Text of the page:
5. In the great awakening, "in the morning "—the morning of the resurrection—the upright, whom they despised, shall have dominion over them (LXX; κατακυριεύσουσιν). The lordship was theirs during the night, because of their riches; in the morning that lordship will be transferred to the upright, because of their righteousness (Revelation 2:26, Revelation 2:27). £ Hence, note:
1. There is no reason to fear in the day of evil; for evil itself is in the restraint of infinite Power.
2. Where the world sees cleverness and riches, be it ours to see folly and poverty, if godliness be not also there! "The wicked is driven away in his wickedness."—C.
A contrast: unseen wealth.
To those whose character and outlook are depicted in the bulk of this psalm its writer did not belong. He looks on them; he writes of them; but he is not one with them. The emphatic and striking word "but" (Psalms 49:15) indicates what the context shows, that there is a great gulf between him and them. While the wicked ones who are rolling in wealth despise him because of his distance from them on the ground of earthly poverty, he, on the other hand, looks down with pity upon them because of their distance from him, on the ground of his having "a life hidden with Christ in God," and possessions in heaven, where no thief approacheth nor moth corrupteth. And the expositor may well devote his attention to the five lines of contrast indicated in this psalm.
I. THERE IS A CONTRAST IN CHARACTER. (Psalms 49:14.) "The upright." This is the word often used to express the character of the people of God, in distinction from the ungodly (Psalms 33:1; Psalms 32:11; Psalms 112:4). The word does not mean "perfection," but true sincerity of spirit, combined with the desire to be right in the sight of God. Three things are included therein:
Where sin is duly acknowledged, forsaken, forgiven, removed, there, in the sight of God, is an upright man. How great the contrast between such and the "fools," however rich the latter may be!
II. THERE IS A CONTRAST IN POSSESSIONS. Such a one can say, "My God!" And he can think and write and speak of God as One who is his Life, his Hope, his Joy, his Friend, his All (Psalms 49:15).
III. THERE IS A CONTRAST IN THE IMMEDIATE OUTLOOK. Instead of being driven at death into the shades of Sheol, he will be received by God (Psalms 49:15). "He shall receive me." The same word is used of Enoch, "He was not, for God took him;" and by Asaph, in Psalms 73:24.
IV. THERE IS A CONTRAST IN THE AFTER-GUARDIANSHIP, Instead of death being their shepherd by feeding on them, Jehovah is their Shepherd, and leads them beside living fountains of water.
V. THERE IS A CONTRAST IN THE FAR LOOK. (Psalms 73:15.) God will redeem my soul from the power of the grave; i.e. he will restore me at the resurrection morning. This nature will be completely redeemed—body, soul, and spirit, to be for ever with the Lord.—C.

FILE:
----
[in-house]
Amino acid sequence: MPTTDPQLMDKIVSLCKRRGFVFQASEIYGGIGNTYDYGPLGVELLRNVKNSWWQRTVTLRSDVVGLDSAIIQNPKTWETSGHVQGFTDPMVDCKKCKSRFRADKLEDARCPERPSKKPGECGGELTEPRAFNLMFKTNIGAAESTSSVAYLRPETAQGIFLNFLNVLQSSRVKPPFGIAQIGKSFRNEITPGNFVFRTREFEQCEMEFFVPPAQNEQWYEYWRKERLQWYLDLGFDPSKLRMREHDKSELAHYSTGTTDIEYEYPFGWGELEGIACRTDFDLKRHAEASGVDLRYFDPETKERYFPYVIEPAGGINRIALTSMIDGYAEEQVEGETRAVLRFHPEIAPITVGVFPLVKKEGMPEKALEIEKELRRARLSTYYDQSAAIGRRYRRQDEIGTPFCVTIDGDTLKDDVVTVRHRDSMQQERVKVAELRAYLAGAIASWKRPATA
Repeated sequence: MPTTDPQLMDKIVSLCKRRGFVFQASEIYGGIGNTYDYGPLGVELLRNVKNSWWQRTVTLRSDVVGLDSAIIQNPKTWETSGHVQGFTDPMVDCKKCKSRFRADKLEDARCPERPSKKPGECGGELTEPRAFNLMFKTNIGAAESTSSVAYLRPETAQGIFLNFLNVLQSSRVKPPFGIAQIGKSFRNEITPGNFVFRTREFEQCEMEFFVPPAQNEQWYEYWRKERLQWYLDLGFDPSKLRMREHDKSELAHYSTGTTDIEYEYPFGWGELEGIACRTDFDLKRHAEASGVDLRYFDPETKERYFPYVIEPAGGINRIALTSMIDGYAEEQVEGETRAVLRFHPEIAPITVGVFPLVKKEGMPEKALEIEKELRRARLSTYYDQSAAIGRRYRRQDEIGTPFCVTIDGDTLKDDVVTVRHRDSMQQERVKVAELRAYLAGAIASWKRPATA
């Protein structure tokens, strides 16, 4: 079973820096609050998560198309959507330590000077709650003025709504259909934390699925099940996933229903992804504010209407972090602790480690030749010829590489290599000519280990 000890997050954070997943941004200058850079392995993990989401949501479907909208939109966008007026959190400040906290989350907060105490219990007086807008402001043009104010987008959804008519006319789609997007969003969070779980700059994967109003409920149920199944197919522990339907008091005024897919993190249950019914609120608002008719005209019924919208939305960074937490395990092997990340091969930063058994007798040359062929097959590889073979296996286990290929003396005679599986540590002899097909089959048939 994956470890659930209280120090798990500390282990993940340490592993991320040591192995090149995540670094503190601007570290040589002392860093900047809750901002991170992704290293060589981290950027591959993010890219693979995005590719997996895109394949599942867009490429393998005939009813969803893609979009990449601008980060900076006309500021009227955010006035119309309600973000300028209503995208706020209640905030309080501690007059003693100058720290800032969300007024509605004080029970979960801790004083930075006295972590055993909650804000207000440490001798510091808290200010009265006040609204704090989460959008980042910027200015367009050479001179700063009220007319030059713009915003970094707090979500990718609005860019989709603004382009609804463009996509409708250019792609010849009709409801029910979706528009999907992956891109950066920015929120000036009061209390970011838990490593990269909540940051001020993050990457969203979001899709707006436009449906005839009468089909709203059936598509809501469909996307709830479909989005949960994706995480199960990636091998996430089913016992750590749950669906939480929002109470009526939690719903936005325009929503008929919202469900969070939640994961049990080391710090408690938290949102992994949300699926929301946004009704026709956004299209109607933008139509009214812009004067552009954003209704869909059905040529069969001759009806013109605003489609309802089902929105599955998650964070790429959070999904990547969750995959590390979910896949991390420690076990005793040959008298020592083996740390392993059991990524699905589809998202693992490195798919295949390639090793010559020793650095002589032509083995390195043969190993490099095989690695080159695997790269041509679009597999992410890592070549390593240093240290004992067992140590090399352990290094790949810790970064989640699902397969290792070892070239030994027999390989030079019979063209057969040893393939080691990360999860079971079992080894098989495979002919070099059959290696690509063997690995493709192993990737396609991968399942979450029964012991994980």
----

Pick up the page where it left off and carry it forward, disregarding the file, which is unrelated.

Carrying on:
A vast change: in the morning.
There have been several different views entertained of the state after death. The realm of departed seals was called by the Hebrews Sheol, or the all-demanding world; by the Greeks Hades, or the unknown world. Practically, either word may be used, since the two simply refer to the same realm looked at under different aspects. To the pagan, Sheol (or Hades) was a dim and grim underworld, with no light beyond. To the Hebrews, Sheol was a dim underworld, with the light at the end—"in the awakening" To the Christian, Hades is a realm of perfect rest in Christ, where the righteous are awaiting the resurrection morn. £ And we may now set forth the believer's hopes as to that day in far brighter and more vivid tones than were possible to the psalmists and seers of old.
I. THERE WILL BE A RESURRECTION FROM THE DEAD. Whether or no the psalmist descried this, we cannot tell; but we do, for Jesus has brought life and incorruption to light through the gospel. He is the Resurrection and the Life. He is the Saviour of the body; and "whosoever liveth and believeth in him shall never die." It will be indeed a glorious "morning" when death shall be swallowed up in victory.
II. JEHOVAH-JESUS WILL THEN BE THE SHEPHERD OF HIS FLOCK. As he was their Shepherd when here, and had guard of them between death and the resurrection, so he will be their Shepherd still, to lead and feed them with his own hand. "The upright" will have no such doleful shepherd as death; they will know nothing of dying. In the loving care of Jesus they will know only life and joy.
III. THEN THOSE WHO HAVE FOLLOWED THE LORD JESUS WILL HAVE THE SUPREMACY. "Many that are last shall be first, and the first last," even within the kingdom. But how much more will this reversal be seen in the case of those who are not in the kingdom at all! Many who were among the great, the high, the noble, of earth will not then be owned by the King; while many a poor but humble Christian, whom the world knew not because it knew him not, will hear a voice saying, "Friend, come up higher." Then many of earth's despised ones shall enter into the presence of the King; they shall sit with him on his throne; and they shall have dominion "in the morning." God will cause "all things" to work together for good to those that love him. Evil may ride high for a time, but it must hide its head at last. And when the wicked are ashamed, the righteous will lift up their heads, for the day of their redemption will have come.—C.
HOMILIES BY W. FORSYTH
Be not afraid.